12 Hours in Edinburgh

12 Hours might seem like a short time to explore Edinburgh, but this guide will show you how to make the most of your time in the city in spring and summer time.

One Day In Edinburgh

09:00 – Breakfast at the Edinburgh Food Market

Start the day with a delicious coffee or hot chocolate and an almond croissant or pain au chocolate from the Farmers’ Market. Make a quick stroll through the market, sampling fresh local produce with the castle as your backdrop. A great start to the day that doesn’t break the bank. The market is open on Saturday from 9am until 2pm. Other markets you can visit are: Stockbridge market, open on Sunday from 10am until 5pm and Waverley Market, open on Friday from 11am until 7pm.

09:30 – Visit Edinburgh Castle

Continue up the hill to the entrance of the castle. The 12th century castle stands proud on a hill in the centre of Edinburgh and boasts 3 museums and the crown jewels. Make sure you buy your tickets online, so you can skip the queue. There are several ticket options to choose from, depending on where you’re going next, but if you’re only staying in Edinburgh, just a castle ticket should be fine. We bought the Explorer pass which gives you access to numerous castles and estates throughout Scotland for £30. Check out their website here. A castle ticket costs £16.50.

There’s plenty to see in the castles, so plan a couple of hours exploring this historic monument.

12:00 – Walking the Royal Mile

The Royal Mile is a succession of streets running from the castle to Holyrood Palace and is approximately 1 Scots mile long. It’s the most popular street in the Old Town and you’ll find plenty of shops and restaurants along the way as well as the occasional bagpiper. Stroll around and peruse the small Scottish souvenir shops, or explore the numerous ‘closes’, small cosy alleyways running from the Royal Mile to parallel streets.

13:00 – Lunch time

You’ll find plenty of lunch options on the Royal Mile and Castle Hill. We visited the Witchery, a luxury restaurant nearby the castle. Its quirky interior and delicious food makes it a very popular choice in the city. If you’re looking for something cheaper, try the Edinburgh Larder, a café in the heart of Edinburgh. For a few more options, check out the restaurant list on the Royal Mile website. One thing is certain: You won’t leave Edinburgh hungry!

14:00 – The Princes Street Gardens

After lunch, take a leisurely stroll through the Princes Street Gardens, a public park right next to the castle. On a sunny day, the park is perfect for a picnic, and you’ll see plenty of locals and tourists enjoying the weather and views of the castle.

14:30 – Princes Street and Scott Monument

Princes Street runs parallel to the gardens, and is the main shopping street in Edinburgh. If you love shopping, this is the perfect place, but I would suggest visiting the Scott monument instead, a 200 feet high monument dedicated to the writer Sir Walter Scott. You can climb the 287 steps to the highest viewing platform on the monument and enjoy superb views of the city.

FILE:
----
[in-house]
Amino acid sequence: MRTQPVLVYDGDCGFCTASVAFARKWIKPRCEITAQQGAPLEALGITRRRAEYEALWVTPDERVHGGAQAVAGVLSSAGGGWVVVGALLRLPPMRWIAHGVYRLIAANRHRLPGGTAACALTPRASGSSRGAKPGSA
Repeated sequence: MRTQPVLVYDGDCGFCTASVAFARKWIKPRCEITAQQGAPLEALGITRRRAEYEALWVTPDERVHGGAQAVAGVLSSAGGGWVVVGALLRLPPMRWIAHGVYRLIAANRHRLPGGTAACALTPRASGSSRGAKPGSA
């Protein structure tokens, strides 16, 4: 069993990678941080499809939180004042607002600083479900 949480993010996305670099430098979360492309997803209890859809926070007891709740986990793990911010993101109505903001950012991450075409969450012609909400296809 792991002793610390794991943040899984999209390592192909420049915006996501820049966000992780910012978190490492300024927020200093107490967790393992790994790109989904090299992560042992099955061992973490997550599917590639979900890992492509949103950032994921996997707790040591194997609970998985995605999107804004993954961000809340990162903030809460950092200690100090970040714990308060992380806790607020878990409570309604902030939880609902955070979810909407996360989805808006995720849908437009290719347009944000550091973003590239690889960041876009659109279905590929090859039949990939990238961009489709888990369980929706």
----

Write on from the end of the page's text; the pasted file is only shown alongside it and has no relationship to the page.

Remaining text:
15:30 – Calton Hill

At the end of Princes Street, you’ll find Calton Hill where you have another great viewpoint over the city. On the hill you’ll find several monuments such as the National Monument, the Nelson Monument, Dugald Stewart Monument and the Robert Burns Monument. In the North and East, you’ll be able to see the Sea and in the South West, you can see the castle and the centre of Edinburgh. In the South East you can see Holyrood Park with Arthur’s Seat as the highest peak of the group of hills.

16:00 – Holyrood Palace

Holyrood Palace lies near the foot of Calton Hill and is the official residence of the Scottish royalty. It is possible to visit the Historic apartments throughout the year.

From April until October, the palace is open between 09:30 and 18:00 (last admission 16:30) and costs £11.60.

18:30 – Dinner

There are plenty of dinner options around Edinburgh. We visited the North Bridge Brasserie situated at the Scotsman Hotel. Serving Scottish dishes with a twist, the Brasserie definitely lived up to my expectations. If you’re looking for something cheaper or a ‘hidden gem’, check out This is Edinburgh’s Food and Drink hidden gems.

20:30 – Arthur’s Seat

After standing on top of a few viewpoints in Edinburgh, you will have noticed the several hills in the east of the city. These hills are part of Holyrood Park, with Arthur’s Seat being the highest peak. There are several walking routes in the park, and are all fairly easy. It takes around 20 minutes at a leisurely pace to reach the top of Arthur’s seat where you’ll be rewarded with great panoramic views of Edinburgh. Bring a light jacket and some whisky (or whisky liqueur like we did), and watch the sun set over Edinburgh.

Edinburgh Resources



We stayed in a cosy 1 bedroom apartment only 5 minutes outside the centre of Edinburgh. Most hotels were already booked, and Airbnb had a wide range of rooms and apartments still available.


This PDF was incredibly informative. I was able to download it on my iPad and read through it while on the train to Edinburgh. Easy to flip through and to get a good idea of things to see and do in Edinburgh.


This website contains different walking trails of World Heritage Sites in Edinburgh.


I browsed this list to find lunch and dinner places in Edinburgh. This is where I discovered the Witchery. There are so many places to eat and this site will help you find the perfect one for you.




Hi! I'm a Belgian travel blogger currently living in Vancouver, Canada after living in the UK for 7 years. I have a keen interest in responsible travel, volunteering and archaeology and I'm always on the lookout for new adventures around the world!

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